Frozen (2013)…Yes, this is a movie review.

frozen

It has been hailed as “a subzero Lion King” by the New York Post, and has been called “Disney’s best since Beauty and the Beast”.

I wouldn’t go so far as to thrust Frozen on the pedestal reserved for the likes of Beast, Aladdin, and another Haans Christan Anderson-based story, The Little Mermaid, but it is Disney’s best in quite a few years.

Following the dull, albeit beautifully illustrated Brave (2012), Frozen stuns. Disney animators have proven time and time again that hand-drawn scenery can be glorious and detailed (remember the hand-drawn bubbles in Mermaid?) but they chose to do this film with computer animation, and it doesn’t disappoint.

In 3D, snowflakes fly into one’s face, and the detail of ice and snow is jaw-dropping. During one eye-popping scene in which Queen Elsa (Idina Menzel) constructs her ice castle, I was half-expecting to smell the ice and snow as it swirled across screens. The visuals alone earn this film notability.

The story, however, leaves much to be desired. It begins promising enough: sisters Elsa and Anna (Kristen Bell) are princesses of Arendelle. As children, they use Elsa’s magical talent of creating snow and ice with her hands to create a winter wonderland in which to play. An unfortunate incident leaves Anna injured, and Elsa is instructed to keep her powers hidden and controlled and is isolated from Anna that moment onward.

Predictably, the girls grow up (the passage of time helped along by the wonderful song “Do You Want to Build a Snowman?”), and Elsa soon comes of age to take the throne as Queen. Her magic hidden from the world, Elsa keeps her cool during her coronation until her emotions get the better of her and she unleashes her powers, accidentally plunging the kingdom into an eternal winter.

Elsa flees in fear, but when she is alone, she realizes that she can “Let it Go” and use her powers without harming others. Tony-award winner Menzel dominates the Oscar-worthy showstopper with ease, as one might expect after her turn in Wicked. The vocals and graphics together creates the most visually stunning scene in the entire film.

Understanding her sister didn’t mean to throw her kingdom into winter, Anna is determined to talk to her and bring her back to Arendelle to rule. On the way north, she meets Kristoff (Jonathan Groff), an ice merchant (which Anna cleverly points out is a rough business to be in at the moment) and his reindeer buddy Sven. Both intrigued and annoyed with Anna, Kristoff finds himself along for the ride. They are soon joined by the hilariously adorable Olaf (Josh Gad), a snowman made by Elsa and Anna when they were children, who came to life with the magical snow.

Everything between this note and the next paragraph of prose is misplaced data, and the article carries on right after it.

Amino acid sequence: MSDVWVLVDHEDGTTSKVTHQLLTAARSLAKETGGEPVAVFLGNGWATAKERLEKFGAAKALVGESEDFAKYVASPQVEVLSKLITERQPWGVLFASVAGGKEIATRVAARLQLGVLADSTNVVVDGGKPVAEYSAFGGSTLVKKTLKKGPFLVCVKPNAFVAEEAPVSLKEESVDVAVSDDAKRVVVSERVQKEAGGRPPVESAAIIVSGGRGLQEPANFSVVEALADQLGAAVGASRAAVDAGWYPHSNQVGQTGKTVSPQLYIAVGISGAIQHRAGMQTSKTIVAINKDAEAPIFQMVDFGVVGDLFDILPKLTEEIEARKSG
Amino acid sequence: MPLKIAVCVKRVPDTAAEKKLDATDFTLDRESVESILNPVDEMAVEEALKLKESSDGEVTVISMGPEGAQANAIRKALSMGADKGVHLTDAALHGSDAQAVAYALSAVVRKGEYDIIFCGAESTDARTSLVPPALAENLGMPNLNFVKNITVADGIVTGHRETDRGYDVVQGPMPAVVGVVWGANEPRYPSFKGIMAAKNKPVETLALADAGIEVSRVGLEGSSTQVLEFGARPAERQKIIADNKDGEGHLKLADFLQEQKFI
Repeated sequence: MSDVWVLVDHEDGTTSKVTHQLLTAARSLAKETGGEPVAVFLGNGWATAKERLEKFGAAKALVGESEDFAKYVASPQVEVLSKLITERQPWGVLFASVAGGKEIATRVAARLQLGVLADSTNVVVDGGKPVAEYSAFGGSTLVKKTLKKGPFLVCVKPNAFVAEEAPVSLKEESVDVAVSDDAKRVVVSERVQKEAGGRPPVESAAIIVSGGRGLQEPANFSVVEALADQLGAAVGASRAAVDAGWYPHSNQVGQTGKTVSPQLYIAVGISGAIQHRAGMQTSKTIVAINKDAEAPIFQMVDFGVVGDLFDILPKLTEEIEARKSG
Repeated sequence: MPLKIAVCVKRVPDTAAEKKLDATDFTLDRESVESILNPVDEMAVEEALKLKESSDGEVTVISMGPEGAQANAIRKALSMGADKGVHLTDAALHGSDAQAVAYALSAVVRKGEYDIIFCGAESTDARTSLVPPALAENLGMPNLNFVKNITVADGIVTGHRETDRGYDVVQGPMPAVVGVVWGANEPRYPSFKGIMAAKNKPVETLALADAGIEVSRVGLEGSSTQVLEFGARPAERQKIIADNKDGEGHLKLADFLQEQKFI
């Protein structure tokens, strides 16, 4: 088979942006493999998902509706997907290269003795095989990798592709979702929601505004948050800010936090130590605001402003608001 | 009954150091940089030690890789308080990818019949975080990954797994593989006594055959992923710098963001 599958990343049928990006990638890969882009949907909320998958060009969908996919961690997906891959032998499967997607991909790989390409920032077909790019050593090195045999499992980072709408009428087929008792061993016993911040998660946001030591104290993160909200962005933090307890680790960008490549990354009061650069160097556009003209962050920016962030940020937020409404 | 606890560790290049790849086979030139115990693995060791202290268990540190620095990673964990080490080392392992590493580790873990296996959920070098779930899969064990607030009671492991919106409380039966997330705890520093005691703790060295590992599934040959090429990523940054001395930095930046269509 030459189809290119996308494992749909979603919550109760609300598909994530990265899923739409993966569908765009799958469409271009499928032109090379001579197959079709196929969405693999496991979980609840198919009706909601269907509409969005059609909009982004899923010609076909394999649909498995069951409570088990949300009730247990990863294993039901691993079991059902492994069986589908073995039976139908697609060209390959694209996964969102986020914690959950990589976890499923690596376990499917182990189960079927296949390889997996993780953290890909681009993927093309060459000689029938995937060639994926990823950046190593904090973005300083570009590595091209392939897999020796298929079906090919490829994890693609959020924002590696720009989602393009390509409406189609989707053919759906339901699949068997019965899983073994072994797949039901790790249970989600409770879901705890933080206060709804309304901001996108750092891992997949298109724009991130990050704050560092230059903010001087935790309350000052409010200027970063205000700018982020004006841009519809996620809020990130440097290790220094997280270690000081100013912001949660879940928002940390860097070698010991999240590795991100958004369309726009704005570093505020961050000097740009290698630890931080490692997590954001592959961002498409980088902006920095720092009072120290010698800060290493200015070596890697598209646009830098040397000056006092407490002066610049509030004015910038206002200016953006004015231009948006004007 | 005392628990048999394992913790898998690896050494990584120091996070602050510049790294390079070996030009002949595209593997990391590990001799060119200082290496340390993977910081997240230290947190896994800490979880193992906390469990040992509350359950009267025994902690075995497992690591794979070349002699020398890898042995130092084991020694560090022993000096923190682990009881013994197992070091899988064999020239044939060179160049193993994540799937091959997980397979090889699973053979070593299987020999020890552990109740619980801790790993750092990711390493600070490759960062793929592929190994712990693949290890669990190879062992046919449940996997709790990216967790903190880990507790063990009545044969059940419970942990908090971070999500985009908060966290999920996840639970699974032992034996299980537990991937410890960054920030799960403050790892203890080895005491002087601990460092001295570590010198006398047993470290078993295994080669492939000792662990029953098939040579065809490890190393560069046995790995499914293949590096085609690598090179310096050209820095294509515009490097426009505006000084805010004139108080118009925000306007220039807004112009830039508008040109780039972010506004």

There are several twists in the story make the adventure worth the slower start, as well as wisecracking one-liners, several visually stunning scenes, and an ending that will make most people’s hearts melt.

While Frozen is good with several storyline occurring at once (sometimes unsuccessfully), it would have soared with just one.

For a film that was previously entitled “The Snow Queen”, Menzel’s Elsa is sorely underused. It is Elsa who is the most captivating from the start, but following her self-induced selection as an adult, her story virtually disappears. The buildup of explaining her powers and the possible consequences of them could have lead to a magnificent plot, but there was so little focus on Elsa’s trials and growth that it would have taken away from the emotional impact when she was on screen, if not for Menzel’s emotional acting. Even so, Elsa’s character nearly vanishes to the background, with much more time being devoted to her sister, Anna.

Bell has a surprisingly beautiful singing voice, and she holds her own against Broadway veterans Mezel and Fontino Santana (Prince Hans). Her comedic timing is spot-on, though it is tough to stand up next to the king of one-liners, Olaf. Anna is endearing and stubborn, tenacious and loyal to her sister, and her character will surely be a favorite for this generation of children.

The cheerful snowman Olaf is a highlight of the film. With witty, heartfelt dialog and a cheerful outlook, the snowman carries the film. He also has one of the film’s more memorable songs, “In Summer” where he envisions what he will to do when the sun comes out (utterly oblivious to what happens to snow in the heat).

Frozen is, indeed, one of Disney’s best in years, better perhaps than 2009’s The Princess and the Frog. It is empowering to women, with no pesky central romance to distract from the focus of the two sisters fighting for each other. Boys will like the quirky Kristoff, and girls will love the fierceness of not one, but two strong female characters who will join the ranks of Disney princesses, and who will carry Frozen into Disney history.

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